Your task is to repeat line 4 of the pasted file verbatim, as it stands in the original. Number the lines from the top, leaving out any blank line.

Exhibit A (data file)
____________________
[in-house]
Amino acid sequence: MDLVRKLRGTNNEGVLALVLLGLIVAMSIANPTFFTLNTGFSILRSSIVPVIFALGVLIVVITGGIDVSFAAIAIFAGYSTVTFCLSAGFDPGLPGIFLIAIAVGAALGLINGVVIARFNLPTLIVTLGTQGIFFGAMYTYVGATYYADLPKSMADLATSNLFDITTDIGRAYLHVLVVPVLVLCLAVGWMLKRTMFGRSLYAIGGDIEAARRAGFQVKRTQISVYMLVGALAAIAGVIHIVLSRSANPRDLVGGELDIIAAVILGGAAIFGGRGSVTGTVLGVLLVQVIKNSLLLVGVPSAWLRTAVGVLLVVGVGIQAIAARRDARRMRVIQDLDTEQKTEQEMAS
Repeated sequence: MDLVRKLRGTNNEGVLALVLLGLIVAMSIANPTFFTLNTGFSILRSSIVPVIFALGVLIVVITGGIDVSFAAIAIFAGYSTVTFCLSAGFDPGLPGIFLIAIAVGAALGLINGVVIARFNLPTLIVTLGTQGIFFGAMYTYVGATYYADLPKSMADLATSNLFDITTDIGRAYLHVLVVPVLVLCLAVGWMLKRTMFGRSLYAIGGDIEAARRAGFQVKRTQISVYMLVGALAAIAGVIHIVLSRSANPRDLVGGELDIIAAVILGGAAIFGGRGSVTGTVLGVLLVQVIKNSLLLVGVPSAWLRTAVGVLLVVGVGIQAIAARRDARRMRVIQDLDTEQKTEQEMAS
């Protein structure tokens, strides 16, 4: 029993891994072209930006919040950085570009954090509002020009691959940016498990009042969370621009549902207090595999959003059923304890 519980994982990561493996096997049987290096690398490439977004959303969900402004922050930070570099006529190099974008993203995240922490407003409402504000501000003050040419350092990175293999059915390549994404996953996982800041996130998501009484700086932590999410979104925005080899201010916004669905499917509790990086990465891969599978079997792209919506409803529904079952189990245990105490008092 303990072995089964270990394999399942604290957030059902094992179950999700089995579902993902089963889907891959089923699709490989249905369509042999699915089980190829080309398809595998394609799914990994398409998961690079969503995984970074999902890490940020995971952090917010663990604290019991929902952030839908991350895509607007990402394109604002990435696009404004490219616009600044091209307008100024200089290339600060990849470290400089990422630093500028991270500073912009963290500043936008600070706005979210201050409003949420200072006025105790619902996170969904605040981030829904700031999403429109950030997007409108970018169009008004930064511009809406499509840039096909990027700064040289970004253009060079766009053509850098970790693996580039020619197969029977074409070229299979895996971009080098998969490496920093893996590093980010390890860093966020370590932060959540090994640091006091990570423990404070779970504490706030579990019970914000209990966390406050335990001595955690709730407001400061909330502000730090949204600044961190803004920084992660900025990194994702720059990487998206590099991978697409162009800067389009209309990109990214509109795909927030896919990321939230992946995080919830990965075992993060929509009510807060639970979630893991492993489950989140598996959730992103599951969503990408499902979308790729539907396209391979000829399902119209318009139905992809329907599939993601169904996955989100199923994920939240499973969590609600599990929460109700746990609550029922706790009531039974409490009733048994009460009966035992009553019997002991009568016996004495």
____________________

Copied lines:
């Protein structure tokens, strides 16, 4: 029993891994072209930006919040950085570009954090509002020009691959940016498990009042969370621009549902207090595999959003059923304890 519980994982990561493996096997049987290096690398490439977004959303969900402004922050930070570099006529190099974008993203995240922490407003409402504000501000003050040419350092990175293999059915390549994404996953996982800041996130998501009484700086932590999410979104925005080899201010916004669905499917509790990086990465891969599978079997792209919506409803529904079952189990245990105490008092 303990072995089964270990394999399942604290957030059902094992179950999700089995579902993902089963889907891959089923699709490989249905369509042999699915089980190829080309398809595998394609799914990994398409998961690079969503995984970074999902890490940020995971952090917010663990604290019991929902952030839908991350895509607007990402394109604002990435696009404004490219616009600044091209307008100024200089290339600060990849470290400089990422630093500028991270500073912009963290500043936008600070706005979210201050409003949420200072006025105790619902996170969904605040981030829904700031999403429109950030997007409108970018169009008004930064511009809406499509840039096909990027700064040289970004253009060079766009053509850098970790693996580039020619197969029977074409070229299979895996971009080098998969490496920093893996590093980010390890860093966020370590932060959540090994640091006091990570423990404070779970504490706030579990019970914000209990966390406050335990001595955690709730407001400061909330502000730090949204600044961190803004920084992660900025990194994702720059990487998206590099991978697409162009800067389009209309990109990214509109795909927030896919990321939230992946995080919830990965075992993060929509009510807060639970979630893991492993489950989140598996959730992103599951969503990408499902979308790729539907396209391979000829399902119209318009139905992809329907599939993601169904996955989100199923994920939240499973969590609600599990929460109700746990609550029922706790009531039974409490009733048994009460009966035992009553019997002991009568016996004495």